Moderna Makes Official Ask for Young Kids' Vaccine, Introduces Montreal mRNA Facility

Moderna_Maddie Meyer/Getty Images

Maddie Meyer/Getty Images

Moderna has officially submitted a request to the U.S. Food and Drug Administration for its COVID-19 vaccine to be granted emergency use authorization (EUA) for children 6 months to 2 years, and for children 2 years to under 6 years of age. It has also submitted similar requests to other global regulators.

“We are proud to share that we have initiated our EUA submission for authorization for our COVID-19 vaccine for young children,” said Moderna CEO Stephane Bancel. “We believe mRNA-1273 will be able to safely protect these children against SARS-CoV-2, which is so important in our continued fight against COVID-19 and will be especially welcomed by parents and caregivers.”

The submission is for two shots of 25 micrograms. It is based on positive interim results from the Phase II/III KidCOVE trial, which was announced on March 23. It demonstrated robust neutralizing antibody response in the 6-month to 6-years age group and had a favorable safety profile. For the children 6 months to 23 months and 2 years to under 6 years, the antibody titers hit the statistical mark for similarity to adults in the COVE study, which was the primary objective of the trial.

That data included supportive preliminary efficacy analysis on cases that were primarily collected during the Omicron wave, including home testing. When data analysis was limited only to confirmed PCR testing, efficacy was 51% for 6 months to less than 2 years and 37% for 2 to <6 years.

KidCOVE is being conducted with the National Institute of Allergy and Infectious Diseases (NIAID), part of the National Institutes of Health (NIH) and the Biomedical Advanced Research and Development Authority (BARDA).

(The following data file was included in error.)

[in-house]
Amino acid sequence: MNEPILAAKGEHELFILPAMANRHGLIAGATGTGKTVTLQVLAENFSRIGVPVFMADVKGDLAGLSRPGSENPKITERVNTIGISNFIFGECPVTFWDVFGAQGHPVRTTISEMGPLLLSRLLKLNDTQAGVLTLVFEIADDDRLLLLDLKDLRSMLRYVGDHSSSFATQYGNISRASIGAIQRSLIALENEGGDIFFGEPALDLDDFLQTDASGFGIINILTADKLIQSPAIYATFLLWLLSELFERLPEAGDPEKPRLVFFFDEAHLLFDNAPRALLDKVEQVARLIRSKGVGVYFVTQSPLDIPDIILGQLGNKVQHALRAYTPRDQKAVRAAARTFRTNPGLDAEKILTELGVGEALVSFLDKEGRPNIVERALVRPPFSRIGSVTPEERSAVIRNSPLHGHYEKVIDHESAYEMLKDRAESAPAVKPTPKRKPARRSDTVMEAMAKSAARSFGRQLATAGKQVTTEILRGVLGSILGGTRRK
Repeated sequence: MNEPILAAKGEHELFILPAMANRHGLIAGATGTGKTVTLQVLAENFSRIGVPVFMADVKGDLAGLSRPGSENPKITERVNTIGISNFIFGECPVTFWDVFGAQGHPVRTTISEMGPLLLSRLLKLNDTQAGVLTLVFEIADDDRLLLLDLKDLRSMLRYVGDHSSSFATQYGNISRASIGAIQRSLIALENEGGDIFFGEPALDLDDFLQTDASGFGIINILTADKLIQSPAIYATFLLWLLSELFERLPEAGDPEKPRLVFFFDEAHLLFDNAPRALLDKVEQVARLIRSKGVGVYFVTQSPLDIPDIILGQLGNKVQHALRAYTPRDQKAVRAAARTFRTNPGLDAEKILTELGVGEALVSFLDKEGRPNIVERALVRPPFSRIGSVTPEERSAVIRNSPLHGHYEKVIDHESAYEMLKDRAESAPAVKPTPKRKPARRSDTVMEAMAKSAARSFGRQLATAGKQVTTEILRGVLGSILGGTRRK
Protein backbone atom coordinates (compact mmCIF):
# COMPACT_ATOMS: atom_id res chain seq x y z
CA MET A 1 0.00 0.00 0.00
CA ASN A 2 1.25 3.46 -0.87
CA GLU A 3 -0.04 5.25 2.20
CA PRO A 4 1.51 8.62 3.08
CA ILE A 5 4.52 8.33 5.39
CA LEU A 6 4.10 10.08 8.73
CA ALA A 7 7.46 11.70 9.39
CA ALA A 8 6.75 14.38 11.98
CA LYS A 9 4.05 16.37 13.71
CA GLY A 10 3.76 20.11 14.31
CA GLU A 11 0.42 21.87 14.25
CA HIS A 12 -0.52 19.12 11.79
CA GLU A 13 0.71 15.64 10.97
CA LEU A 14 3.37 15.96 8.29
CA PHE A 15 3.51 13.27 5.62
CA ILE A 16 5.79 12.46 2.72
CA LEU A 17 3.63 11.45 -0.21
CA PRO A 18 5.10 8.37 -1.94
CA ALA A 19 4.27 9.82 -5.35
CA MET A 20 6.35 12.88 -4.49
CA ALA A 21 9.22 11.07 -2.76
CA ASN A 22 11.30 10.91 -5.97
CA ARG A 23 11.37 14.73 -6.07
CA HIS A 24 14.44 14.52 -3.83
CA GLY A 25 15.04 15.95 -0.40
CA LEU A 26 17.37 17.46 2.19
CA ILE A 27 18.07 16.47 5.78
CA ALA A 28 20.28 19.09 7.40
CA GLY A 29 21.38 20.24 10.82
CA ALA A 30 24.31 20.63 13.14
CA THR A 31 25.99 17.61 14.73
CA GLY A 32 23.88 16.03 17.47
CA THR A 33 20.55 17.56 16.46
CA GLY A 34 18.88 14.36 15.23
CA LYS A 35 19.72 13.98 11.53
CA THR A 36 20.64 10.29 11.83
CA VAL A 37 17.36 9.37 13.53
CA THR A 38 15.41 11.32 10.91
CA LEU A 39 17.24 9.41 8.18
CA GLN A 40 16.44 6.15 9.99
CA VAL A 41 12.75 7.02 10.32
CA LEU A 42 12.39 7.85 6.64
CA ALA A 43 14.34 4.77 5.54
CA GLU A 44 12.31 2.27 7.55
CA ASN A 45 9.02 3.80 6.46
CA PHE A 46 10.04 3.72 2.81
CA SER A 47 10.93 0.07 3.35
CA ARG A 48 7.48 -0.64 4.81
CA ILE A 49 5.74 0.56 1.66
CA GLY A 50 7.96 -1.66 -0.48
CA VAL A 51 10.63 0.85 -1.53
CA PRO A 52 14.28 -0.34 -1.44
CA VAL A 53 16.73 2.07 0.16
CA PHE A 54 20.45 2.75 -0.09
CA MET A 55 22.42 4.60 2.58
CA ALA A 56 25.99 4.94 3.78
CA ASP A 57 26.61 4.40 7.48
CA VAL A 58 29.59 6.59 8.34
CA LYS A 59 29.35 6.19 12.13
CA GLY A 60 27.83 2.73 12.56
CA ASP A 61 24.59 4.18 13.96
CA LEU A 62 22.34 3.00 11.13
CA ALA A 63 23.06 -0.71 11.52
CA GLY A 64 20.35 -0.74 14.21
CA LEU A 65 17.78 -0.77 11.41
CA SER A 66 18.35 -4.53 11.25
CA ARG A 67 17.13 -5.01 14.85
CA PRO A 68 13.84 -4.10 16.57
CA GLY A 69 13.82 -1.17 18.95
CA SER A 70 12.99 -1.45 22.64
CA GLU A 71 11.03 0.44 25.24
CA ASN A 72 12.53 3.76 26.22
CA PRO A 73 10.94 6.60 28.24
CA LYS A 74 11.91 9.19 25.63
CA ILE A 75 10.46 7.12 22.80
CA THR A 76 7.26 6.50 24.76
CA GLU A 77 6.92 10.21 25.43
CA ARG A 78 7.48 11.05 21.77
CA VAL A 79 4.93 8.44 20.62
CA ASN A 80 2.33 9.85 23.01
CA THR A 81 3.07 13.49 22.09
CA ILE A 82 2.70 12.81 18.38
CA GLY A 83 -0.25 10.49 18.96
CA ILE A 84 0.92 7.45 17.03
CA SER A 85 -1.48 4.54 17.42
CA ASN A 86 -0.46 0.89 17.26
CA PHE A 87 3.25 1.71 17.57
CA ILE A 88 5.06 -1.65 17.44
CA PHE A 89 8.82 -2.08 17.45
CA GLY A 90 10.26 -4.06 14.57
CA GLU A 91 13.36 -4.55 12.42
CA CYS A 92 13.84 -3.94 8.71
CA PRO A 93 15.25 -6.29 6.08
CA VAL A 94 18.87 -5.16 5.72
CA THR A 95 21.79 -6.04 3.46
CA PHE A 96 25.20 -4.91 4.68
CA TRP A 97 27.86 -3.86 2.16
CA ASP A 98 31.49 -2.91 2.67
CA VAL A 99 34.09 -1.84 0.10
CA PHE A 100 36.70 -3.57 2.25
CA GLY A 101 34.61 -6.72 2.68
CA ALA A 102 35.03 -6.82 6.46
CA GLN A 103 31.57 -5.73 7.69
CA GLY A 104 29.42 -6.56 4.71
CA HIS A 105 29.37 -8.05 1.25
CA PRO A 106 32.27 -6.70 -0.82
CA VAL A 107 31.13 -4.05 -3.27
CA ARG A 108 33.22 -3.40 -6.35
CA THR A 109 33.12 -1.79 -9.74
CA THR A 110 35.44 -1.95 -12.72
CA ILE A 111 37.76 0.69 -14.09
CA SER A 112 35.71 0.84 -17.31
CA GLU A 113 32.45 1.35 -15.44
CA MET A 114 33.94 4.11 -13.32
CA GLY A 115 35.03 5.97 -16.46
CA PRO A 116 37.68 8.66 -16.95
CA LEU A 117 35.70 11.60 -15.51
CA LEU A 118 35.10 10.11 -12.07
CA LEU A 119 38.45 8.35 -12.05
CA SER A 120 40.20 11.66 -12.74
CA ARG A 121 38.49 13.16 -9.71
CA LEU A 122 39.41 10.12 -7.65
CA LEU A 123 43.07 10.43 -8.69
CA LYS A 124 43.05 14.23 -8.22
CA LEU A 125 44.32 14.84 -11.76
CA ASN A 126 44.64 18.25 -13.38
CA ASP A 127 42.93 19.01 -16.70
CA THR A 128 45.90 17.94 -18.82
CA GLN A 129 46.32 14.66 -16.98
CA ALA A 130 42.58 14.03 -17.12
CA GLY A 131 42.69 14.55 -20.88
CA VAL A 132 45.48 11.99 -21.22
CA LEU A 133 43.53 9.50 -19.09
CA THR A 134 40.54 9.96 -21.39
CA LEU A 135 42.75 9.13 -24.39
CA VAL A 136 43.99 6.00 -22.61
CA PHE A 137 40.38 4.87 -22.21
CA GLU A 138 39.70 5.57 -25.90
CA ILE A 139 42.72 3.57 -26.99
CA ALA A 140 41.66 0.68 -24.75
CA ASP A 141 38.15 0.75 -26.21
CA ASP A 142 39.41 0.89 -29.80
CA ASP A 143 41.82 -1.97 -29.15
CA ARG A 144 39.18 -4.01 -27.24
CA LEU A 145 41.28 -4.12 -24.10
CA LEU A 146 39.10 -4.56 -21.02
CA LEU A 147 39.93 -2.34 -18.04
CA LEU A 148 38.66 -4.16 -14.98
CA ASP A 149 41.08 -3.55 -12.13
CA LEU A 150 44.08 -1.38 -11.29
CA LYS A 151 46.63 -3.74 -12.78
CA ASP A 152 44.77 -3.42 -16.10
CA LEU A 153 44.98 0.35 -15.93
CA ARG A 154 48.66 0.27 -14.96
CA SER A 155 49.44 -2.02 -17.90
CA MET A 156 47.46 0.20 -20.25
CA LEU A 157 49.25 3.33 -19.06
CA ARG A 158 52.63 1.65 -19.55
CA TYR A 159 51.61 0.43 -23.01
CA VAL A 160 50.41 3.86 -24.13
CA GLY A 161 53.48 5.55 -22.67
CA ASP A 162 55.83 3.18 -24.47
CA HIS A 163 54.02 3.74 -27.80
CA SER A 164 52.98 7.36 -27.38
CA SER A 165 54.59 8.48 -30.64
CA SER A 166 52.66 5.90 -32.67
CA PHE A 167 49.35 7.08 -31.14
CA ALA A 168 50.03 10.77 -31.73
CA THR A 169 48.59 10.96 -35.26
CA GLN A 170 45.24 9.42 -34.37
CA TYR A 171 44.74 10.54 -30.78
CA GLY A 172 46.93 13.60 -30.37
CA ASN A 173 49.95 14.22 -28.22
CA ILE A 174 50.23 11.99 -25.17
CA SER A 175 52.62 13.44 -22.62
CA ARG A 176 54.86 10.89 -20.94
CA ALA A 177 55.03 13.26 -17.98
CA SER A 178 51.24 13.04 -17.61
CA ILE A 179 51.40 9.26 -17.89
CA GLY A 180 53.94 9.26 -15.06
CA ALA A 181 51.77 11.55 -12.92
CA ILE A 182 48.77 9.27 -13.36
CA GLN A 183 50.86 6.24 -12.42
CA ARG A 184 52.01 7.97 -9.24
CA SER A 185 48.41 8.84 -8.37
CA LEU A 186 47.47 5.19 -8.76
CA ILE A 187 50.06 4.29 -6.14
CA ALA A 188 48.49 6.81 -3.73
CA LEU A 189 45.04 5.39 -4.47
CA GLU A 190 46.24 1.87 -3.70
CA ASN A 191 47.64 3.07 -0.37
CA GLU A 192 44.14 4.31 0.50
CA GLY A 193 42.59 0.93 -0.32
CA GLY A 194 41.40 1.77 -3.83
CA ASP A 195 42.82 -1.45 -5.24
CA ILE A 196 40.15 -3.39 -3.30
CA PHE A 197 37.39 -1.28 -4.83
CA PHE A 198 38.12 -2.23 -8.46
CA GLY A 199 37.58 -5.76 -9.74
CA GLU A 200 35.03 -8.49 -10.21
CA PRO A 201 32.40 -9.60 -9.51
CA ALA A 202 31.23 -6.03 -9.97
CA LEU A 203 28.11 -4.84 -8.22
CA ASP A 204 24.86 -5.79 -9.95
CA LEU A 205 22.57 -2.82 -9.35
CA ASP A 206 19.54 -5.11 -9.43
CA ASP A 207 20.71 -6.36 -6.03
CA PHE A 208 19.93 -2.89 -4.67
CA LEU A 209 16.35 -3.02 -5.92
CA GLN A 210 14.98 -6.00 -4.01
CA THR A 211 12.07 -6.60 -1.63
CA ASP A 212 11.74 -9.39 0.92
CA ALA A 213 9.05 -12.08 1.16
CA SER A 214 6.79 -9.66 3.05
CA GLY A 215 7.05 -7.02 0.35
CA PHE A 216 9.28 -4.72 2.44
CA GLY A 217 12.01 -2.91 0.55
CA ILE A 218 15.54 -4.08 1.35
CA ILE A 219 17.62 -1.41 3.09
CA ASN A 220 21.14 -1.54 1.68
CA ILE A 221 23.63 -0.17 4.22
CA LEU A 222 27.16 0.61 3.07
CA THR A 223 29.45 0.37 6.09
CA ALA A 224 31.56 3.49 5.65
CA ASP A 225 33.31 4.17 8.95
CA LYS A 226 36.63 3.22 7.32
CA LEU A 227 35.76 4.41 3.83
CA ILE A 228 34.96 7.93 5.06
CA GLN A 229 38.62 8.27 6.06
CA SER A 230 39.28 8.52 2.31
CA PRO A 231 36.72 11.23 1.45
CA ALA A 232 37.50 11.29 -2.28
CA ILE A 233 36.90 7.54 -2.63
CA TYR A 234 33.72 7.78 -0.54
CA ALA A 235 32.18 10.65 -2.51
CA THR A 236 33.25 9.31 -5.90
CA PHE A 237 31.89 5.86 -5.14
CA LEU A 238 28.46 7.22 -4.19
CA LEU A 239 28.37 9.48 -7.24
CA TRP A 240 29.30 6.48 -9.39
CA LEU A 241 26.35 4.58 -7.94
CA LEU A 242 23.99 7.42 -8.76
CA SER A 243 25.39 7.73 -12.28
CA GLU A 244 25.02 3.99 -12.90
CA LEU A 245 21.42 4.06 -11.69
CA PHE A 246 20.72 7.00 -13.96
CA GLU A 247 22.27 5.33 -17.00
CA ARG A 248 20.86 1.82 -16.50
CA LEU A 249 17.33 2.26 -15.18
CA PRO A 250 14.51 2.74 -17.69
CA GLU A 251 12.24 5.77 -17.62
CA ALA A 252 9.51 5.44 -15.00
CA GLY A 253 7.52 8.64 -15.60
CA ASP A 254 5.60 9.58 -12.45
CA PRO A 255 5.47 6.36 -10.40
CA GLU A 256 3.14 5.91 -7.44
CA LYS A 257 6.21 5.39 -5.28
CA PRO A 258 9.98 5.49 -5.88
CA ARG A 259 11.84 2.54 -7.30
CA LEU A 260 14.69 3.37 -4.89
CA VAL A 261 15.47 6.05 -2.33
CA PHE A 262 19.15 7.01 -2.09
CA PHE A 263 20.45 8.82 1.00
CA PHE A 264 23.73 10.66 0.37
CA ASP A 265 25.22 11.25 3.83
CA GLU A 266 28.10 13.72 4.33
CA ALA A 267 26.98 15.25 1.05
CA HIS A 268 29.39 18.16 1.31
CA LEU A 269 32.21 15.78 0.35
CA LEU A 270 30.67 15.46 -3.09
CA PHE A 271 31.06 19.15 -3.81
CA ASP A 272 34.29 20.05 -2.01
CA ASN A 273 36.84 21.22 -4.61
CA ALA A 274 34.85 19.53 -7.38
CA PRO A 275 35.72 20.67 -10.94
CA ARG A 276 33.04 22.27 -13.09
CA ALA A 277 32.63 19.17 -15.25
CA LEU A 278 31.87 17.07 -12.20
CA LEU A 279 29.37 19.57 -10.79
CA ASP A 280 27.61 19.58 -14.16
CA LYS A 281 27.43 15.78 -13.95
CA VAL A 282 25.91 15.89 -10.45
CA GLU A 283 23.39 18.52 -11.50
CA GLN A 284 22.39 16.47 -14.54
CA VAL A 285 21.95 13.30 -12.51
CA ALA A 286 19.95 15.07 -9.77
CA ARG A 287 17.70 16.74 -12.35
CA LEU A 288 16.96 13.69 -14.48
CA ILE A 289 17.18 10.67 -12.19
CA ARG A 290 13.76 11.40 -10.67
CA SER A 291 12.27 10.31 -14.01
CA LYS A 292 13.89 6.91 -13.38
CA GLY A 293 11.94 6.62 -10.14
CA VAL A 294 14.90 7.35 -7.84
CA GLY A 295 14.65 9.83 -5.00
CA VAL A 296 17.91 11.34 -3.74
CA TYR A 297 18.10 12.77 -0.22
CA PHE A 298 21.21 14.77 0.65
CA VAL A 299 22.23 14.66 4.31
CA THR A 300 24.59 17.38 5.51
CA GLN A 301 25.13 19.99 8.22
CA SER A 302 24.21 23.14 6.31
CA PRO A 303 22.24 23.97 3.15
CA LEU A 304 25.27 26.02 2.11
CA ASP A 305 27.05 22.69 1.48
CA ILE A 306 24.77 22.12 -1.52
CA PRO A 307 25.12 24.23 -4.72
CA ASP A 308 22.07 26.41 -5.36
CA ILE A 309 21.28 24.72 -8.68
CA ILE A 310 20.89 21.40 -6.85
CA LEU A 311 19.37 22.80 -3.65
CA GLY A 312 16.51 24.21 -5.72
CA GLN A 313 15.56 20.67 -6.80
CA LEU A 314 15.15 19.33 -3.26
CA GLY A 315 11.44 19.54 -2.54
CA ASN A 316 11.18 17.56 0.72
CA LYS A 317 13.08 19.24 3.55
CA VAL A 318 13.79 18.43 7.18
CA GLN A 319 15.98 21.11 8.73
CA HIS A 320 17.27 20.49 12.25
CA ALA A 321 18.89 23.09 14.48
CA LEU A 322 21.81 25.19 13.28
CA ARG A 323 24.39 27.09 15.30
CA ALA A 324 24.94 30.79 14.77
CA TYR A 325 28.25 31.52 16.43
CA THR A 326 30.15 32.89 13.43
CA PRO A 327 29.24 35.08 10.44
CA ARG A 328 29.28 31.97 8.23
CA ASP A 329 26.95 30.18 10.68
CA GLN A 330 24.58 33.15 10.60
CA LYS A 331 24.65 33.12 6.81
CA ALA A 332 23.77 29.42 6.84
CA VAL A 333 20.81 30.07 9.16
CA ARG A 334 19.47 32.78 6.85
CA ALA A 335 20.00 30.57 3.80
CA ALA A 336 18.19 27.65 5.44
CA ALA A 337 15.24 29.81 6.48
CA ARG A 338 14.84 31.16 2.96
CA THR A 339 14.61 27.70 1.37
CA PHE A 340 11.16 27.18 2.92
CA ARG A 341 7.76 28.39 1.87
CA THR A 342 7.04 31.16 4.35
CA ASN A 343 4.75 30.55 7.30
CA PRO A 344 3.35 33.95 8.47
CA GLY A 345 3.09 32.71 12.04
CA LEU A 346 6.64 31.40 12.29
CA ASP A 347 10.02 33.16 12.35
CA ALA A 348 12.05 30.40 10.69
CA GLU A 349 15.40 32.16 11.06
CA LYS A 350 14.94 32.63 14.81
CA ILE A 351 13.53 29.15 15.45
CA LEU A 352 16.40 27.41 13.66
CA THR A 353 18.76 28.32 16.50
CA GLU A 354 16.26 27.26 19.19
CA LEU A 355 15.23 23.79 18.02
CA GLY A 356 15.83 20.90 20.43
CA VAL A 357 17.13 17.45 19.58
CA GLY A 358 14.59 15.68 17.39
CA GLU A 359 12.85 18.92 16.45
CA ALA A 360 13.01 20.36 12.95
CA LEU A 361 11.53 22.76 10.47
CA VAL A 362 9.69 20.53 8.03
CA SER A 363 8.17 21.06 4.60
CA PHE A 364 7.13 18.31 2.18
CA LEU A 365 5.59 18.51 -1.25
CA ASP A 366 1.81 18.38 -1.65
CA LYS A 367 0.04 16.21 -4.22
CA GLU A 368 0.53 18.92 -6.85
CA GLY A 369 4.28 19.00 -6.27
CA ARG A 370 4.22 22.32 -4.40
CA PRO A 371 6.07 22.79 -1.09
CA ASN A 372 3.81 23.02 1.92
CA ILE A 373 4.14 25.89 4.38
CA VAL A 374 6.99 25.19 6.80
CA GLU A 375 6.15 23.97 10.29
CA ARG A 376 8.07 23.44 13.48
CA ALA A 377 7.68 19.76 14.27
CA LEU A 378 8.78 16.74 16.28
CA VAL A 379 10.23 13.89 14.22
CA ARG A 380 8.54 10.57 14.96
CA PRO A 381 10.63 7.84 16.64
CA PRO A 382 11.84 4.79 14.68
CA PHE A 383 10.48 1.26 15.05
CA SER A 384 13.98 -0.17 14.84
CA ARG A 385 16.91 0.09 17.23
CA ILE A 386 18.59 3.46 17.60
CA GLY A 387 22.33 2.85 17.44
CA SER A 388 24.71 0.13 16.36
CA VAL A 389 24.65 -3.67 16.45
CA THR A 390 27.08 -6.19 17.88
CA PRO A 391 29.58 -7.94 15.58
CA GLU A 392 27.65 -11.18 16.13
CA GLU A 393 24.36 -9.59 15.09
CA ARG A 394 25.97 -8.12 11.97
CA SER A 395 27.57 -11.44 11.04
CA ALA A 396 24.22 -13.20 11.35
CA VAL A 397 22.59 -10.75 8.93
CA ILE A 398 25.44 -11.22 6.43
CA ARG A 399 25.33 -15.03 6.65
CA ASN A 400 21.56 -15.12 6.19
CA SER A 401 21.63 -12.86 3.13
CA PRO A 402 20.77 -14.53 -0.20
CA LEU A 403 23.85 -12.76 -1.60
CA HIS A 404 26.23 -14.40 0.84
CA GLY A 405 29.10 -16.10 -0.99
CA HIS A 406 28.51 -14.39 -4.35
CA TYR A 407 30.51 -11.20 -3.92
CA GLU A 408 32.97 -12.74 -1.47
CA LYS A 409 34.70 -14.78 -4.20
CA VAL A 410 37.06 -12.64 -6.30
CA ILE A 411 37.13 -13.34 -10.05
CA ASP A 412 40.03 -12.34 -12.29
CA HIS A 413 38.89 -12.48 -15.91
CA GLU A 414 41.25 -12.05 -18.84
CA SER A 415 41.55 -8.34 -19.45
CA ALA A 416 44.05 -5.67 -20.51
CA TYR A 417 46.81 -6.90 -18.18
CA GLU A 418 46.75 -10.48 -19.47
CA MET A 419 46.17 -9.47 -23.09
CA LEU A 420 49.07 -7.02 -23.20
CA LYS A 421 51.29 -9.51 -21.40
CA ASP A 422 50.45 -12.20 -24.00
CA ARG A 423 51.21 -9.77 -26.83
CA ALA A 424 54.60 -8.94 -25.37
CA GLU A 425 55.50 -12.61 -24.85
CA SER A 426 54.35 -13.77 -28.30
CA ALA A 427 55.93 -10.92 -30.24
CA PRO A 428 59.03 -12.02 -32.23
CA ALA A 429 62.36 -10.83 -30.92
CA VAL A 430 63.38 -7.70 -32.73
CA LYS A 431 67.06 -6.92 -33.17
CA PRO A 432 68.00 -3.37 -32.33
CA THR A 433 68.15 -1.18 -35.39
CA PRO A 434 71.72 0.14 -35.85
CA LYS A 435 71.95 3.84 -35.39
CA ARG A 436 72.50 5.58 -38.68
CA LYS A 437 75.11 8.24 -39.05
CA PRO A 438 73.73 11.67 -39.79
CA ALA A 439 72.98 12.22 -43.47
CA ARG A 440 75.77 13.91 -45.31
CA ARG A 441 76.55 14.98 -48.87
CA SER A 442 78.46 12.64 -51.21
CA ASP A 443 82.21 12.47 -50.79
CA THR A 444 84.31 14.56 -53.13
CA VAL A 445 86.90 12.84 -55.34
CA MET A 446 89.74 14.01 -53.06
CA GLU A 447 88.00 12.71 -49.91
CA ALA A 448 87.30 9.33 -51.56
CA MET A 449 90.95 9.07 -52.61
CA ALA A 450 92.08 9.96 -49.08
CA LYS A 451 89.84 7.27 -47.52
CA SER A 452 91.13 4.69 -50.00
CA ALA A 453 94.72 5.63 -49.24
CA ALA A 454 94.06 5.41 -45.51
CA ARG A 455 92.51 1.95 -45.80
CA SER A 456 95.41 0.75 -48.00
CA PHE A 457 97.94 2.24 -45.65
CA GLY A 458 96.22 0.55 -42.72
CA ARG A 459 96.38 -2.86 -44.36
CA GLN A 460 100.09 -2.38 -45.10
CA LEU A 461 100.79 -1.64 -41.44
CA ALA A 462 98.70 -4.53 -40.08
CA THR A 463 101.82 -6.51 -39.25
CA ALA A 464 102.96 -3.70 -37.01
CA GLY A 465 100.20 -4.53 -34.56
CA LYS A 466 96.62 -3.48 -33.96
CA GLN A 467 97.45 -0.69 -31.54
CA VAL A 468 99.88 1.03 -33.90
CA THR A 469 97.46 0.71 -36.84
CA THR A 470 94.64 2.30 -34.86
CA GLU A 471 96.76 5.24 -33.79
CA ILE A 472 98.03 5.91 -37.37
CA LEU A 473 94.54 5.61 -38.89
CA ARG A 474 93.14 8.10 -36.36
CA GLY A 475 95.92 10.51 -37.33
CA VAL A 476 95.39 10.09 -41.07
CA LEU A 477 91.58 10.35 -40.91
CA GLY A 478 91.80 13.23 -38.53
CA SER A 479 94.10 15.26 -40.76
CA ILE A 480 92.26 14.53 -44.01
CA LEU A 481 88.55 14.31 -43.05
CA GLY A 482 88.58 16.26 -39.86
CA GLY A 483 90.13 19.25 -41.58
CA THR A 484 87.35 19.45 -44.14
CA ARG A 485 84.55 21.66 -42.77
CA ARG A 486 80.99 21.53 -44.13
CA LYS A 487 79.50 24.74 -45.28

In related news, Moderna has reportedly chosen Montreal to build a manufacturing plant within the next two years, with vaccines to be produced by 2024. That timeline allows the factory to be built, inspected and approved by Health Canada. It’s designed not just for COVID-19 vaccines, but future mRNA vaccines for a variety of diseases that Moderna has in development. The facility will have a capacity of 30 million doses of vaccine annually.

Under the agreement with Canada, the country will receive priority access to the doses, as well as the ability to dictate what the factory manufactures. This allows for flexibility to respond to new or emerging threats.

At an August 2021 announcement of a memorandum of understanding, Bancel said, “The Government of Canada has the right at its own discretion to call the facility to make a product that it wants.”

This will be the first of Moderna’s manufacturing facilities outside the U.S. An official announcement is expected to be made on April 29 by Prime Minister Justin Trudeau and Quebec Premier Francois Legault.

The facility will include a research center and employ between 200 and 300 people. A specific site has not been announced, but it will be in the greater Montreal region. Due diligence is still being conducted on the site.

Bancel said they didn’t want to rush the decision. “You have to understand that these are decisions not for six months, one or two years, but it is a decision for 20, 30 or 40 years. It’s really important that we do it in a place where we have the right level of talent, who will become employees of Moderna.”

Since the beginning of the pandemic, the Trudeau government has invested $1.6 billion in approximately 30 projects associated with biomanufacturing, vaccines and therapies.

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